There are several ways in which you can evict the tenant you don’t like without raising the red flag. One of it is to convert or demolish your rented unit. As the owner of the property, you are entitled to do that and your unwanted tenant will have no other chance but to move out of your life. But you have to do it the right way. You have to make sure you follow the process that the law has laid out; otherwise it will bite you in the back.
- According to the law you must give a notice of termination to your tenant because you are going to demolish your rental unit, or convert it to become something other than a residential premise, or do extensive renovations and repairs that require it to be vacant.
- Your notice for demolition, conversion, or renovation will justify your tenant’s eviction or his or her termination of tenancy.
- Expect that it will take at least four months before you can successfully dissolve your tenant’s tenancy on your property. The tenant has every right to vacate on 10 days notice within the four months period.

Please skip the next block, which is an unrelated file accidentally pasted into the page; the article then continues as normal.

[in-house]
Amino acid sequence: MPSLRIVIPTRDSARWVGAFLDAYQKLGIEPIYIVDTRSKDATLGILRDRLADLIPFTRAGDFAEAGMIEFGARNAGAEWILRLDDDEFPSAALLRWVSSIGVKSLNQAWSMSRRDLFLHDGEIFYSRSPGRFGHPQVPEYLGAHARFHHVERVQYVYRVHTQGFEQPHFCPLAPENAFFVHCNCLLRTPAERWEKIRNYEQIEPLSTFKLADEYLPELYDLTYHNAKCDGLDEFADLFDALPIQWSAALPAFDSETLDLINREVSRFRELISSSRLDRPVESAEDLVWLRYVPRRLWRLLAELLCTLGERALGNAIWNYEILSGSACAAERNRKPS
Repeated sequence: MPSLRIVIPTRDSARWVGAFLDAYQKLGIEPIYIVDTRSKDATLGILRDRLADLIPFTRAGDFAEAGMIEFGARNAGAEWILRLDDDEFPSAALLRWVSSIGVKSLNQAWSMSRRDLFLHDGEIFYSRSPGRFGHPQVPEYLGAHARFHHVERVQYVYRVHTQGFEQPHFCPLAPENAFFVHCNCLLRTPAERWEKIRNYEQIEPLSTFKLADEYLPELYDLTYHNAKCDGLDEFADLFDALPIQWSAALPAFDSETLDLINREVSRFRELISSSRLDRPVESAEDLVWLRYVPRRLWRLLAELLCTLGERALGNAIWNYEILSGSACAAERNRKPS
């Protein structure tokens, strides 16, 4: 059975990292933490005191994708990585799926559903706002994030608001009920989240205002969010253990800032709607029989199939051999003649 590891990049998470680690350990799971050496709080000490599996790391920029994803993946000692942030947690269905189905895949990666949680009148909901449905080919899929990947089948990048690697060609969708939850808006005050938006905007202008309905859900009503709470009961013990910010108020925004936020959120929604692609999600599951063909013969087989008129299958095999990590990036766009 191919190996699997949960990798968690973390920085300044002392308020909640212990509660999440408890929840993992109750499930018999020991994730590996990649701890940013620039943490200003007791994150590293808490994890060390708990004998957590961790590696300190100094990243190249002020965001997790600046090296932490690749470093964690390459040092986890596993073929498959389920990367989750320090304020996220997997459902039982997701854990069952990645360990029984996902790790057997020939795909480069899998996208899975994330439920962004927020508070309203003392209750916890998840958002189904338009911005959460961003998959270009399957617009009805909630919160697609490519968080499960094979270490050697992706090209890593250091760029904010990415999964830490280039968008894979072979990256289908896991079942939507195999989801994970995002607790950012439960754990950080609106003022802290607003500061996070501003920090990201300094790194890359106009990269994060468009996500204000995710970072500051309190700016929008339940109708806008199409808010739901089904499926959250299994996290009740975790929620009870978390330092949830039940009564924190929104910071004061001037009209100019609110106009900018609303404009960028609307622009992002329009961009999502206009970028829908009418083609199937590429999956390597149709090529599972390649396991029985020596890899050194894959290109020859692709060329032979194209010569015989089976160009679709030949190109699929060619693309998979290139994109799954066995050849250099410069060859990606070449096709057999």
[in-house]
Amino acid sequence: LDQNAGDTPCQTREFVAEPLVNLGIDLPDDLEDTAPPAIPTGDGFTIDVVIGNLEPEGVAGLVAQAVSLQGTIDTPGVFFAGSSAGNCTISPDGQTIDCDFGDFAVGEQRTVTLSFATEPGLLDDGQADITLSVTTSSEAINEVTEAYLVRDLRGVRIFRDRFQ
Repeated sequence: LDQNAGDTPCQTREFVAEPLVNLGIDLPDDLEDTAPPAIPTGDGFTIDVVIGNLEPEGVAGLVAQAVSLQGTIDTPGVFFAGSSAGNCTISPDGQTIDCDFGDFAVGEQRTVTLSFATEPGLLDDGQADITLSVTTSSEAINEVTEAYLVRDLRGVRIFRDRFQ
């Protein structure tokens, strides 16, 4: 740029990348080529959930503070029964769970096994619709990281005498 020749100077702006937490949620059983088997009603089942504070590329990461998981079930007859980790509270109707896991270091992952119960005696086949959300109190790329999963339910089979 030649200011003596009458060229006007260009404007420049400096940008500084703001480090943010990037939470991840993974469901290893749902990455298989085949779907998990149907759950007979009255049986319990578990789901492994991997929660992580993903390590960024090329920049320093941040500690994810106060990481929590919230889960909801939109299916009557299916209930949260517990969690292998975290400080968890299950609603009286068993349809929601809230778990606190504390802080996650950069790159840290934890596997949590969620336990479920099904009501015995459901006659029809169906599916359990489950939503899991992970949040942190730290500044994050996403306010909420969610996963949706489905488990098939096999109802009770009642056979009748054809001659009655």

- If for instance, a repair has already occurred in the past, you have the duty to inform the tenant that he or she has the choice to finally refuse to occupy the property’s premises once again.
- However, you have to pay your tenant for at least three months worth of rent to compensate for the trouble caused by the conversion of the rented space, especially when you’re planning to convert the unit into a commercial space, which is by law, classified as non-residential. If however, you only own four or less rental unit, you are exempted from paying compensation to your tenant. Five and above will constitute, you have to pay the compensation penalty.